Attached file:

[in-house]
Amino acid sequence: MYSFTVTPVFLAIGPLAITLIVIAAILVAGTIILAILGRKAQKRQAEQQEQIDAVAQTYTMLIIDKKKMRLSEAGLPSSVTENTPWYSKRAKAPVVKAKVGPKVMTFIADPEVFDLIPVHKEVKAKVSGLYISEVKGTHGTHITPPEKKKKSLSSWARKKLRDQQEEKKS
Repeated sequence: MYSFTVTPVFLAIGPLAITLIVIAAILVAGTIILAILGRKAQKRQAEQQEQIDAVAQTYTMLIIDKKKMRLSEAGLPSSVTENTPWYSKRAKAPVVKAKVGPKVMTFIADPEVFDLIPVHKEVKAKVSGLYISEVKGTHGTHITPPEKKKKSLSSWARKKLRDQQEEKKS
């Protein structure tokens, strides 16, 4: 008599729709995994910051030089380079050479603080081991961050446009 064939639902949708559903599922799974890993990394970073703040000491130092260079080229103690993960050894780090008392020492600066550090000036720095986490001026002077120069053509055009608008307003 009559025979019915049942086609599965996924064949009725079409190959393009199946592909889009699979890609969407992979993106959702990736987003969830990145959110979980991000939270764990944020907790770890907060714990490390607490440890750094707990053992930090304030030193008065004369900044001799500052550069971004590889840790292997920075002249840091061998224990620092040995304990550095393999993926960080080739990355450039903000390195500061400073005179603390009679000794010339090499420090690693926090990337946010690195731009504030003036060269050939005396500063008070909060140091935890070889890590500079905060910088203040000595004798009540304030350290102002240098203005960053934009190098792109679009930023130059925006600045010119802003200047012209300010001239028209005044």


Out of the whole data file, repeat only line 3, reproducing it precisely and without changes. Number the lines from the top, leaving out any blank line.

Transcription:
Repeated sequence: MYSFTVTPVFLAIGPLAITLIVIAAILVAGTIILAILGRKAQKRQAEQQEQIDAVAQTYTMLIIDKKKMRLSEAGLPSSVTENTPWYSKRAKAPVVKAKVGPKVMTFIADPEVFDLIPVHKEVKAKVSGLYISEVKGTHGTHITPPEKKKKSLSSWARKKLRDQQEEKKS